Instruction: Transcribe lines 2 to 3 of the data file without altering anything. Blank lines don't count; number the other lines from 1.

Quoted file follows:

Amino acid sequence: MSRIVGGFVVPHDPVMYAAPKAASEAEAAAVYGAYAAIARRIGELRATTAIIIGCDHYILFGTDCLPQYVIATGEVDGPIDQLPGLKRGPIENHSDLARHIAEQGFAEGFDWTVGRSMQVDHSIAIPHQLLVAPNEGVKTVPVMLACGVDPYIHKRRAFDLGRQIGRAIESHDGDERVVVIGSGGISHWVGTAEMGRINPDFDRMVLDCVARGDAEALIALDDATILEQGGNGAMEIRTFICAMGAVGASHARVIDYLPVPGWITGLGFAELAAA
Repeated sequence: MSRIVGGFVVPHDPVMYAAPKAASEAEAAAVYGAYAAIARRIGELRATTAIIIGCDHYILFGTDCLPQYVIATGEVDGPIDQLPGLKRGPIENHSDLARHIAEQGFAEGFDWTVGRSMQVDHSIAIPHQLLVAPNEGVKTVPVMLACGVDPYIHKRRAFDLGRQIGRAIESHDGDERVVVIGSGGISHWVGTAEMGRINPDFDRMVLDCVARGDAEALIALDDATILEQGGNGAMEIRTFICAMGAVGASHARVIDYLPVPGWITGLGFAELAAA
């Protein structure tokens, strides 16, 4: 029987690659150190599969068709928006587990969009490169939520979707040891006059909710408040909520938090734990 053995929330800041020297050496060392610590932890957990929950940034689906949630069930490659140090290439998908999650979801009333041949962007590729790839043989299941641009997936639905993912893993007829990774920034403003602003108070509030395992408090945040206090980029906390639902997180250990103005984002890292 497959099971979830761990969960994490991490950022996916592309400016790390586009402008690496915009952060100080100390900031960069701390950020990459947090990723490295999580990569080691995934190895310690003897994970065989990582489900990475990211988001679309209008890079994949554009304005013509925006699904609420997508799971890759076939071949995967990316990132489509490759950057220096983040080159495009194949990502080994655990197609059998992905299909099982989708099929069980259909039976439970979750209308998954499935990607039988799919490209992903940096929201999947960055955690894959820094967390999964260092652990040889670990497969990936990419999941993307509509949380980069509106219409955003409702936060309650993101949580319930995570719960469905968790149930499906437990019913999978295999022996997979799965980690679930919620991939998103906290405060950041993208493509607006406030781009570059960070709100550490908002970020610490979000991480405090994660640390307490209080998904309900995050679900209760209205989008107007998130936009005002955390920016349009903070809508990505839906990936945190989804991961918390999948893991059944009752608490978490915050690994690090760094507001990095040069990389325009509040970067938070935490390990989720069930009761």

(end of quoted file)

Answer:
Repeated sequence: MSRIVGGFVVPHDPVMYAAPKAASEAEAAAVYGAYAAIARRIGELRATTAIIIGCDHYILFGTDCLPQYVIATGEVDGPIDQLPGLKRGPIENHSDLARHIAEQGFAEGFDWTVGRSMQVDHSIAIPHQLLVAPNEGVKTVPVMLACGVDPYIHKRRAFDLGRQIGRAIESHDGDERVVVIGSGGISHWVGTAEMGRINPDFDRMVLDCVARGDAEALIALDDATILEQGGNGAMEIRTFICAMGAVGASHARVIDYLPVPGWITGLGFAELAAA
């Protein structure tokens, strides 16, 4: 029987690659150190599969068709928006587990969009490169939520979707040891006059909710408040909520938090734990 053995929330800041020297050496060392610590932890957990929950940034689906949630069930490659140090290439998908999650979801009333041949962007590729790839043989299941641009997936639905993912893993007829990774920034403003602003108070509030395992408090945040206090980029906390639902997180250990103005984002890292 497959099971979830761990969960994490991490950022996916592309400016790390586009402008690496915009952060100080100390900031960069701390950020990459947090990723490295999580990569080691995934190895310690003897994970065989990582489900990475990211988001679309209008890079994949554009304005013509925006699904609420997508799971890759076939071949995967990316990132489509490759950057220096983040080159495009194949990502080994655990197609059998992905299909099982989708099929069980259909039976439970979750209308998954499935990607039988799919490209992903940096929201999947960055955690894959820094967390999964260092652990040889670990497969990936990419999941993307509509949380980069509106219409955003409702936060309650993101949580319930995570719960469905968790149930499906437990019913999978295999022996997979799965980690679930919620991939998103906290405060950041993208493509607006406030781009570059960070709100550490908002970020610490979000991480405090994660640390307490209080998904309900995050679900209760209205989008107007998130936009005002955390920016349009903070809508990505839906990936945190989804991961918390999948893991059944009752608490978490915050690994690090760094507001990095040069990389325009509040970067938070935490390990989720069930009761």